Judging Panel For The Innovation In Water Challenge Revealed
The judging panel for Ofwat’s inaugural £2 million Innovation in Water Challenge has been announced, which has been launched to help tackle the biggest challenges currently facing the water industry.
Ofwat has teamed up with Nesta Challenges, Arup and Isle Utilities to launch the Challenge, with the judging panel made up of Nicole Ballantyne from the Knowledge Transfer Network, Myrtle Dawes of OGTC, Chris Newsome from the UK Water Partnership, Dragan Savic from the KWR Water Research Institute, Adam Scorer from National Energy Action, Rachel Skinner from the Institution of Civil Engineers, Lila Thompson from British Water and Rhodri Williams from the Consumer Council for Water.
The Challenge is looking for innovative and collaborative initiatives that meet the future needs of customers, society and the environment, addressing issues such as achieving net zero, protecting natural ecosystems from leakages and pollution, and delivering better value for money for customers across England and Wales.
This particular scheme is the first of two that will launch in 2021 as part of Ofwat’s £200 million Innovation Fund. The aim is to support initiatives that the water sector would otherwise struggle to explore or invest in, with each winning entrant receiving between £50,000 and £250,000.
“We have a fantastic panel of judges working together with us on this Challenge – drawing expertise from a number of sectors and disciplines that, together, will bring invaluable insight to the judging and assessing process.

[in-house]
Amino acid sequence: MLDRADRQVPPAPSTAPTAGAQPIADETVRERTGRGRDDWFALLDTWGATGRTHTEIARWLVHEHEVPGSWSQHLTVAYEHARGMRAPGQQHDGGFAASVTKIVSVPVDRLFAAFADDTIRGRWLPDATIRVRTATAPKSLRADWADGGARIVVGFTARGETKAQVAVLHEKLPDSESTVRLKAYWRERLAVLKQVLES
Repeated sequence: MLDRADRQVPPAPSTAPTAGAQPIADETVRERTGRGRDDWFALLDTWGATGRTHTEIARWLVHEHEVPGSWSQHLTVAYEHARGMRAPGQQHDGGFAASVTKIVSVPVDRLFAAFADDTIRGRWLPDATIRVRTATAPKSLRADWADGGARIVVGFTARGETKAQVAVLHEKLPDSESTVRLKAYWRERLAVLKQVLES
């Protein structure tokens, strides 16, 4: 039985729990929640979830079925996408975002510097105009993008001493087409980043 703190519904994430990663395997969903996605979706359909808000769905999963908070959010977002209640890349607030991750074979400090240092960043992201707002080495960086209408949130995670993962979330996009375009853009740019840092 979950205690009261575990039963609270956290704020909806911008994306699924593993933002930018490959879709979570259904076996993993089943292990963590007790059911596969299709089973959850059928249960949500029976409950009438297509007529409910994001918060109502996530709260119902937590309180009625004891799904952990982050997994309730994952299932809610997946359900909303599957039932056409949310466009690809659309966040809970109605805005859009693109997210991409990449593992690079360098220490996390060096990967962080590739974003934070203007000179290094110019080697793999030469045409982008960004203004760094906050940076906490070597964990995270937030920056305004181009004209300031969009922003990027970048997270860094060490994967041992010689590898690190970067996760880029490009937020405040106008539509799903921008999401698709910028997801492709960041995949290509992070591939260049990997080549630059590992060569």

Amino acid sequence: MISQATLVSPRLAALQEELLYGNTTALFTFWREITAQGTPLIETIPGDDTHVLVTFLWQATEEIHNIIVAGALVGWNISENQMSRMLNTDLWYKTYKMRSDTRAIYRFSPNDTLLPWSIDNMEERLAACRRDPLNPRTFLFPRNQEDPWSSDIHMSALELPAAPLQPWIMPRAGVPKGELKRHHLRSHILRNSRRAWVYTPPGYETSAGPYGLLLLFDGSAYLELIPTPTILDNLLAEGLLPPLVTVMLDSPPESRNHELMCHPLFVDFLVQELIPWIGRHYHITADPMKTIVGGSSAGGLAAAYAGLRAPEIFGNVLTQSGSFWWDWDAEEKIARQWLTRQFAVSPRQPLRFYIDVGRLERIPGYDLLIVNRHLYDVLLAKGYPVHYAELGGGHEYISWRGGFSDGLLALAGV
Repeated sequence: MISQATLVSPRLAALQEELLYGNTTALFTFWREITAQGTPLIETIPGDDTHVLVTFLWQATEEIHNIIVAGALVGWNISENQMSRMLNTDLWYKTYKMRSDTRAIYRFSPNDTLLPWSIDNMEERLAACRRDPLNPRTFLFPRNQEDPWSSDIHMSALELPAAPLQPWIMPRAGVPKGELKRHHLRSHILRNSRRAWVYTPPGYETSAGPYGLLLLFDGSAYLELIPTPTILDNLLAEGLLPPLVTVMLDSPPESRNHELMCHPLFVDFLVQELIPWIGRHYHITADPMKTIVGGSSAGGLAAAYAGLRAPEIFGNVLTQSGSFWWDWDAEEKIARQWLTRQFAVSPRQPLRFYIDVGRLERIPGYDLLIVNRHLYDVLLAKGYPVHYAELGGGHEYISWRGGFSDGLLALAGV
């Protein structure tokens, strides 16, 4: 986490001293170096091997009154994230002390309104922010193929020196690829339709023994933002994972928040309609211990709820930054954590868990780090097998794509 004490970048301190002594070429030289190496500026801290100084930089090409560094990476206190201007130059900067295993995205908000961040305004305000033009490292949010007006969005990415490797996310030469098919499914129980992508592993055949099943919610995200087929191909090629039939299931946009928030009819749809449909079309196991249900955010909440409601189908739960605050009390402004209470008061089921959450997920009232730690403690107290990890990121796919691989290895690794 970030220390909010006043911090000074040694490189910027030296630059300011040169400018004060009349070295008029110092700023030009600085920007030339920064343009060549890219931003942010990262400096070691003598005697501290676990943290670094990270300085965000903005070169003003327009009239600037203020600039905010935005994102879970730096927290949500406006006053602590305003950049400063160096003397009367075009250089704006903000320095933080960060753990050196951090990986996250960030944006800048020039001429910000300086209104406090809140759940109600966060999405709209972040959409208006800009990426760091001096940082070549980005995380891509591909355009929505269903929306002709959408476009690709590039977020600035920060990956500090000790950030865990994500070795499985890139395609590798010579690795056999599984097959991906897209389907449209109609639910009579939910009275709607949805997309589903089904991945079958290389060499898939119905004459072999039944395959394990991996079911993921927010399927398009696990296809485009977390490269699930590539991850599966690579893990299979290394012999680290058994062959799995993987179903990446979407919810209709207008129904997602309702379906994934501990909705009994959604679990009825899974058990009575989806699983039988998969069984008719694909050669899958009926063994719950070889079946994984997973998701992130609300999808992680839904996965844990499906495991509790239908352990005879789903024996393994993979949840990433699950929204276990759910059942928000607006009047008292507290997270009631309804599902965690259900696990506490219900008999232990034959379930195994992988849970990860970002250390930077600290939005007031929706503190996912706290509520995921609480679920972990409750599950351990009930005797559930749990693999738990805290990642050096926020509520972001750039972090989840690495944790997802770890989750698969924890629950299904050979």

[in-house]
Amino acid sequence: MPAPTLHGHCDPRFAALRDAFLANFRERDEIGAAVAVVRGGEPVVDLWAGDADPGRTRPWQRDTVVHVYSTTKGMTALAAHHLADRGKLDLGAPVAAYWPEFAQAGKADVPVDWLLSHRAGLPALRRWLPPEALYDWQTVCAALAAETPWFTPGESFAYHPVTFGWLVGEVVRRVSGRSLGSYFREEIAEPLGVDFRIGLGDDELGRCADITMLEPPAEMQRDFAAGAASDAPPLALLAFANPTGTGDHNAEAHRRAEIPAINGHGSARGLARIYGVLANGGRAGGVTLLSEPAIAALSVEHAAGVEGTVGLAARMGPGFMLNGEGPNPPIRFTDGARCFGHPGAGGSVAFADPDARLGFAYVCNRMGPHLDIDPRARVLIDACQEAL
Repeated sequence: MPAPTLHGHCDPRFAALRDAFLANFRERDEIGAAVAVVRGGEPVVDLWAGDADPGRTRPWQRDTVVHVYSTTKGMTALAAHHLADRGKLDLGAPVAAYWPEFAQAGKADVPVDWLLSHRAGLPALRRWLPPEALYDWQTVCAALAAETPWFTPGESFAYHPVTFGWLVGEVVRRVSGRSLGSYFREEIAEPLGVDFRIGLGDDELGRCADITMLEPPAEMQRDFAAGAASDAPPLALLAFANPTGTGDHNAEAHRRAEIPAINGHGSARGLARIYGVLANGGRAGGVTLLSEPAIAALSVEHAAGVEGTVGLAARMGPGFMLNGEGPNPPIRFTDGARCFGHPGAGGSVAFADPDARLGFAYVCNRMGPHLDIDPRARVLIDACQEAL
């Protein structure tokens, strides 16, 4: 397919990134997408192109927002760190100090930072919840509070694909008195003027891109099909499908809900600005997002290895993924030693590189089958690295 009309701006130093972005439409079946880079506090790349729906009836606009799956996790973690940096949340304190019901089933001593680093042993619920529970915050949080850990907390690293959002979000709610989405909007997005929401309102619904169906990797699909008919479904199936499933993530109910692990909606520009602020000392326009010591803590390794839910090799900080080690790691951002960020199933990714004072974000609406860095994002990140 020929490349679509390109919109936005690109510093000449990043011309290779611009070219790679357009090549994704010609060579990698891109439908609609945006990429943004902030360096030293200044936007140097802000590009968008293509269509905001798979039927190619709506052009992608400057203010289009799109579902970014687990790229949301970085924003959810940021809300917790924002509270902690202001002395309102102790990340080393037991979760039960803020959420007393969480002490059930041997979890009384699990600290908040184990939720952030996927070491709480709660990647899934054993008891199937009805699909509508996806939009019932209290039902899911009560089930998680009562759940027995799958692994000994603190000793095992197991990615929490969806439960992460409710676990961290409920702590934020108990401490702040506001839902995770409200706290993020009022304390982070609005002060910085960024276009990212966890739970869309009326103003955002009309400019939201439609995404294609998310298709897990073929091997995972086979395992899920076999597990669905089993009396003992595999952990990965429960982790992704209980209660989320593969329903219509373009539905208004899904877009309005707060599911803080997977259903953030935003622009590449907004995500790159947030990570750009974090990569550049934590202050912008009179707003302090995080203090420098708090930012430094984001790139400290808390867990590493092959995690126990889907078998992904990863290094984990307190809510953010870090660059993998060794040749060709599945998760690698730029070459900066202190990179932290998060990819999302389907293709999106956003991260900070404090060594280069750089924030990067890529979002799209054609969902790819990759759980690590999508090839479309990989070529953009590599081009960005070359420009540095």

“We believe partnerships and collaboration are at the heart of meeting the challenges facing the water industry – and we are looking forward to receiving new and exciting ideas that will help change the sector for years to come,” senior director at Ofwat John Russell said.
Entries for the first round of the competition closed on February 26th, but a second round is expected to open in November this year, with more information due to be made available at a later date.
The five strategic innovation themes, as set out by Ofwat, are responding and adapting to climate change, restoring and improving the ecological status of water environments, understanding long-term operational resilience and infrastructure risks to find solutions to mitigate these, testing new ways of conducting core activities and exploring the opportunities associated with open data to stimulate innovation and collaboration.
It will certainly be interesting to see what sort of impact these competitions have where the water crisis is concerned.
You may well think that, given the UK’s famously damp climate, that we aren’t going to be affected by water stress and scarcity in the future, but this couldn’t be further from the case and it’s essential that work is carried out to help build resilience and protect this precious resource for future generations.
If you’d like to find out how you, as a business, can become more water efficient, get in touch with the team here at H2o Building Services today.